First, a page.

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COVID-19 cases are skyrocketing in San Quentin, Corcoran


SAN QUENTIN — Over the past 30 days, California’s oldest prison has gone from having zero coronavirus cases to being on the fast track to becoming the most infected prison in the state system.

According to the California Department of Corrections and Rehabilitation’s COVID-19 tracker — which is updated in real time and rapidly increasing — there are now more than 300 active cases in San Quentin. This is a sixfold increase from eight days ago, when there were 48 reported cases in the prison.

All of the reported cases came after CDCR transfer nearly 200 inmates from the California Institution for Men — a prison in Chino with 850 active coronavirus cases — to San Quentin and Corcoran prisons. The transfer plan was announced May 28, and since then, more than 450 cases have cumulatively been reported at both prisons.

No one has died of COVID-19 in either San Quentin or Corcoran, but there is growing distress that the virus will spread through the 168-year-old prison faster than officials can contain it.

“This is unconscionable,” said a Saturday news release by the Ella Baker Center for Human Rights, a pro-decarceration nonprofit based in Oakland. “We have been asking for mass releases from CDCR, including San Quentin State Prison since March. We knew this would happen. We also know that this will lead to death. This outbreak was preventable.”

In response to the growth of COVID-19 in California prisons — there are roughly 3,700 reported cases and 19 people in prisons have been killed by the virus — CDCR announced last week it is going to streamline parole and early releases. These efforts, “will create increased capacity and space to help with inmate movement, physical distancing and isolation efforts,” a CDCR spokeswoman said in a Thursday news release.

Inmates who have 180 days or fewer left to serve on their sentences will be eligible for expedited parole, except for those serving sentences for domestic violence, a violent or serious crime as defined by law, or registered sex offenders.

Meanwhile, a steadily increasing number of voices have called for an investigation into the decision to transfer inmates from Chino. Assemblyman Marc Levine — whose district includes San Quentin — put out a news release last week blasting CDCR, calling the transfers the result of, “a series [of] poorly managed actions,” and saying that inmates weren’t tested immediately before being moved to new prisons.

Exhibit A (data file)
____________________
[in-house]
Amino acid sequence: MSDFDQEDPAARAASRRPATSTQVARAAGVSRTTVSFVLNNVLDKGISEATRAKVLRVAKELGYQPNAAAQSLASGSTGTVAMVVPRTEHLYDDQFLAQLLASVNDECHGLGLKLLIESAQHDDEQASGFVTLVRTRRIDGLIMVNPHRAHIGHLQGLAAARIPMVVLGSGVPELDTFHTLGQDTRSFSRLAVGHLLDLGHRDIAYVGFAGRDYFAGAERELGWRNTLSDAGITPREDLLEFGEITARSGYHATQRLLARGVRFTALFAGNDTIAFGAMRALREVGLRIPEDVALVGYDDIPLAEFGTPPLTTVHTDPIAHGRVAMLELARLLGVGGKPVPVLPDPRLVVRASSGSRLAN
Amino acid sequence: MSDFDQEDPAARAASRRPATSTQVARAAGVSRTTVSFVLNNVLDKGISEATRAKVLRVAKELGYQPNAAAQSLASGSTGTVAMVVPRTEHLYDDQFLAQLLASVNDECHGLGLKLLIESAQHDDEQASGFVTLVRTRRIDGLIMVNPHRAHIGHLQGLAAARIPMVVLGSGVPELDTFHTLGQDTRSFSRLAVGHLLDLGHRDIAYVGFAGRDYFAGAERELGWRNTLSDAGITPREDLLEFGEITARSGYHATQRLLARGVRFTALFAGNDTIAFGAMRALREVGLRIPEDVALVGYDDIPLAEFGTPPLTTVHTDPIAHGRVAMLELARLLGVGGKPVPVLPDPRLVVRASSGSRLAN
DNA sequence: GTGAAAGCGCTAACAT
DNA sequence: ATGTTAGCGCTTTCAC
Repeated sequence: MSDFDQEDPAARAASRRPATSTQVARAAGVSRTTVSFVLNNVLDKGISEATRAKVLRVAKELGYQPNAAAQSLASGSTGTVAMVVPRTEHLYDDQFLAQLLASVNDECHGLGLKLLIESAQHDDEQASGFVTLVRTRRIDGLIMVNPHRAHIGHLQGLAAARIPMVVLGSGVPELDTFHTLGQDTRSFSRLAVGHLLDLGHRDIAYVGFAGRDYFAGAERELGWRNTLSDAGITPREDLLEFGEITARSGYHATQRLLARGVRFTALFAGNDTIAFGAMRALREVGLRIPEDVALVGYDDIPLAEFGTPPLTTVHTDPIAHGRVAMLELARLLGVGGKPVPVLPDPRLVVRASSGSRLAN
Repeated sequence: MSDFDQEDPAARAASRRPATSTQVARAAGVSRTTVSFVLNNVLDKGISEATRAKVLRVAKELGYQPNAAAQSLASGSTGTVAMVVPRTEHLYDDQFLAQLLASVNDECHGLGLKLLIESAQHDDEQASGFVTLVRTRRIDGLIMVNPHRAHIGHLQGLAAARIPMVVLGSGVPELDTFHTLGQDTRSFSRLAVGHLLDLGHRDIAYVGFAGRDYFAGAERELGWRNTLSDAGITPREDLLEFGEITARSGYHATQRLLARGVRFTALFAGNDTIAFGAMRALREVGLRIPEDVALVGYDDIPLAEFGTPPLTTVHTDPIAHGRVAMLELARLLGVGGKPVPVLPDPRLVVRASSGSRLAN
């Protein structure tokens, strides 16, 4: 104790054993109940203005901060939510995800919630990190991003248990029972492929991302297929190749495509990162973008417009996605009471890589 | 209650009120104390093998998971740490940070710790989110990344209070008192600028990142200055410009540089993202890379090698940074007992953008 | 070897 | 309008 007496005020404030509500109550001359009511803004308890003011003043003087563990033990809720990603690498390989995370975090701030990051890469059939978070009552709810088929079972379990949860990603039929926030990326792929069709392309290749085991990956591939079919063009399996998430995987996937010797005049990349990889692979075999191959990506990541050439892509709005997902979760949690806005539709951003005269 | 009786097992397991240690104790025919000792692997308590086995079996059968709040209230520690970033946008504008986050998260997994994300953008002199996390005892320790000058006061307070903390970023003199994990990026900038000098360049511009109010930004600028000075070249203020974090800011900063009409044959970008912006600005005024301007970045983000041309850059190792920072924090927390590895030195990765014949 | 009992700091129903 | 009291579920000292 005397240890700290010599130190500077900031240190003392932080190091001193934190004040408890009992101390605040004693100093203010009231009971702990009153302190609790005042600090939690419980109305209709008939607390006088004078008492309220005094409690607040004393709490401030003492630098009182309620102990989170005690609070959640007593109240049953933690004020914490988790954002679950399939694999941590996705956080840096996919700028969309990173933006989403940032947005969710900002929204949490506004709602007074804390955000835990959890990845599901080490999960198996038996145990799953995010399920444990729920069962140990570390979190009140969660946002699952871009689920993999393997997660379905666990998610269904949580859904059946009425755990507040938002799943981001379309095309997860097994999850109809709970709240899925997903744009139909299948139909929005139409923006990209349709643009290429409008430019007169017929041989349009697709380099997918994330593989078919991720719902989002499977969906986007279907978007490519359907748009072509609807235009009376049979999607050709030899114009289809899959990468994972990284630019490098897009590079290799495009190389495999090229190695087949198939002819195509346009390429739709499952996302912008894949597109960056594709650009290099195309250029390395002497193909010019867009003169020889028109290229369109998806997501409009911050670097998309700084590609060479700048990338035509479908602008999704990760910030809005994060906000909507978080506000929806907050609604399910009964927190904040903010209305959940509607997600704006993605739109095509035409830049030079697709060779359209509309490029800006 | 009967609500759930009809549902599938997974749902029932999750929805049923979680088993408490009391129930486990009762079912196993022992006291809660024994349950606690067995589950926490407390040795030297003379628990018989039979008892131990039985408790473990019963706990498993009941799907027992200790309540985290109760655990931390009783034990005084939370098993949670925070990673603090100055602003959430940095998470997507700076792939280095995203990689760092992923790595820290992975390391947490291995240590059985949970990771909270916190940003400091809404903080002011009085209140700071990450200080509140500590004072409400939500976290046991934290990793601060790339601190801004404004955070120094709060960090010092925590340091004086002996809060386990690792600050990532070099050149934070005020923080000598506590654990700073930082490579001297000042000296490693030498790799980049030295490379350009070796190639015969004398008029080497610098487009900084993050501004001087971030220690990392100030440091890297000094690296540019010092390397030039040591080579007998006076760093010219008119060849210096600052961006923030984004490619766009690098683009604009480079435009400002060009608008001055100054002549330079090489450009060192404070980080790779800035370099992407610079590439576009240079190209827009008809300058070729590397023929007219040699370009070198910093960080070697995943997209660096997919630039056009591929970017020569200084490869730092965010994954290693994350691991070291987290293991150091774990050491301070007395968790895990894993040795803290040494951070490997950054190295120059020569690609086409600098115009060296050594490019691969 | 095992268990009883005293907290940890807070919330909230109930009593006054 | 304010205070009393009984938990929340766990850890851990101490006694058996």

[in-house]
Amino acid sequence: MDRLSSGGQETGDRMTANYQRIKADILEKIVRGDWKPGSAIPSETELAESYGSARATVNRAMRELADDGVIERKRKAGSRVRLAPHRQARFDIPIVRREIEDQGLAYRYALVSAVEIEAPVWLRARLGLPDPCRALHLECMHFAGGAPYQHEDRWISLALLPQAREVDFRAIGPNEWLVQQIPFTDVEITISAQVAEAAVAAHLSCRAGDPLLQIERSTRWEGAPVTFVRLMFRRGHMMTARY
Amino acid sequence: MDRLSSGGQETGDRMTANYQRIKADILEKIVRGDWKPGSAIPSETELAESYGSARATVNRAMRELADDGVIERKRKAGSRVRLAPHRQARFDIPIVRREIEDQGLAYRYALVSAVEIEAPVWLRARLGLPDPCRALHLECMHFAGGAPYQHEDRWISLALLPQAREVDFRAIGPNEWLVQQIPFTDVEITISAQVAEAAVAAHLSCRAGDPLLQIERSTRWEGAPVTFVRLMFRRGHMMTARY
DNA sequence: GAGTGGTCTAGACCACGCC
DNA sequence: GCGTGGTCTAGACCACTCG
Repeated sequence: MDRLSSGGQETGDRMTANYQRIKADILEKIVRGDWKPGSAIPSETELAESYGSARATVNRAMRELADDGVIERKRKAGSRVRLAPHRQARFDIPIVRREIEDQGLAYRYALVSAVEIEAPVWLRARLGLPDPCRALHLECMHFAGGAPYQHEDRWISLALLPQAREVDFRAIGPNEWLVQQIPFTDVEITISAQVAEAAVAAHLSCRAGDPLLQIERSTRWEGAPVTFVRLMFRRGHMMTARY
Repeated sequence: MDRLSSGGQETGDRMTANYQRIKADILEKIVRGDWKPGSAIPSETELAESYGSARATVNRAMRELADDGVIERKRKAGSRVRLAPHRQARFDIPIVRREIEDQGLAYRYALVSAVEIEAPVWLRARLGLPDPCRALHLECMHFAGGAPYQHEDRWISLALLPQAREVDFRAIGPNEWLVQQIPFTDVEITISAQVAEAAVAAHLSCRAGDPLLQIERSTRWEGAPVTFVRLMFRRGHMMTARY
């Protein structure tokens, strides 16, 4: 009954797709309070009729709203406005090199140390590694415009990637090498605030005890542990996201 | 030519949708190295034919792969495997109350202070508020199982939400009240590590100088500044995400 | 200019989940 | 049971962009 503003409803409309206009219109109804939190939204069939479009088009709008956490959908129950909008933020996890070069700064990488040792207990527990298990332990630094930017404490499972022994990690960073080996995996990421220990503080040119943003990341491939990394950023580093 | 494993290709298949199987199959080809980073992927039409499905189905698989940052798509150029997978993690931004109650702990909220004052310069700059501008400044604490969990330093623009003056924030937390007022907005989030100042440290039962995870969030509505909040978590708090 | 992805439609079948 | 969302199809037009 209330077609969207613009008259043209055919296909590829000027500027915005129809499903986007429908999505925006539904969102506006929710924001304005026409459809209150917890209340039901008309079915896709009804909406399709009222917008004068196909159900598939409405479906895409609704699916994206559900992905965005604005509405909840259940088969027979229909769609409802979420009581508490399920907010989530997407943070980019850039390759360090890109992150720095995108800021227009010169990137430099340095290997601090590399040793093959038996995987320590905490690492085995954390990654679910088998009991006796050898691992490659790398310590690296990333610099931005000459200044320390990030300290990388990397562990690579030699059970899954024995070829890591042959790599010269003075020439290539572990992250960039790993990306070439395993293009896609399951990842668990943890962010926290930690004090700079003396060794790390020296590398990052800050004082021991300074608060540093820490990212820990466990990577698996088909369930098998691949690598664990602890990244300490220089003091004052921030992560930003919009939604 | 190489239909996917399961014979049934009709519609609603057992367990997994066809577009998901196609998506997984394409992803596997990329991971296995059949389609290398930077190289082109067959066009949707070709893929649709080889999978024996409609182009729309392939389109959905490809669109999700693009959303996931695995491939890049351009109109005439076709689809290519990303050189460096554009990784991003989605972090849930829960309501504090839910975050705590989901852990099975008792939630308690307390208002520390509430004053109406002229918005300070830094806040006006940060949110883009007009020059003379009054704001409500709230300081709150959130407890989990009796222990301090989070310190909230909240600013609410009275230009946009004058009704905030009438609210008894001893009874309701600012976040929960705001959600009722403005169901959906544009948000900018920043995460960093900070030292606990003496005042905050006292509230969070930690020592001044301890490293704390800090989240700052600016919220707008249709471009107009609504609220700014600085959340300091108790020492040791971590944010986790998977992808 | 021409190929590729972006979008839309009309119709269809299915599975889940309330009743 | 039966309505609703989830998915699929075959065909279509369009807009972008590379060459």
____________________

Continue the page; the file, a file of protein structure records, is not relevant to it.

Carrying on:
“In April, I raised red flags about the lack of a clear, site specific COVID-19 plan by CDCR and the dangerous potential of a COVID-19 infection spike at San Quentin State Prison,” Levine said in the news release. “Those concerns were dismissed. In May, I renewed my call for immediate action by CDCR and San Quentin leadership to prevent an even larger COVID-19 public health crisis. Those concerns were dismissed. Now in mid-June and with COVID-19 infections at San Quentin spiking among inmates and staff, serious questions are being raised about CDCR and San Quentin’s ability to limit the spread of this deadly disease and this preventable crisis.”

A look at the coronavirus trajectory for both San Quentin and Corcoran prisons show a similar pattern. On May 31, San Quentin had zero active cases. The next day, one was reported. By June 8, there were 16.

Over the next week, the virus exploded; 196 active cases were reported on June 15. The latest tally, released around 5 p.m. Monday, puts the number of active cases at 317.

Corcoran reported its first active case on May 29. A week after that, there were 93 cases. On June 19, 153 active cases were reported. The latest tally, released Monday, is slightly lower, at 149, according to CDCR’s public tracker database.

“What you’re seeing at San Quentin is exactly what we’d always feared,” Michael Bien, a San Francisco attorney whose firm is suing Santa Rita Jail over mental healthcare for inmates, told the Marin Independent Journal last week. “Once infected people are in the prison there simply is not enough room to quarantine inmates and keep the virus from spreading.”



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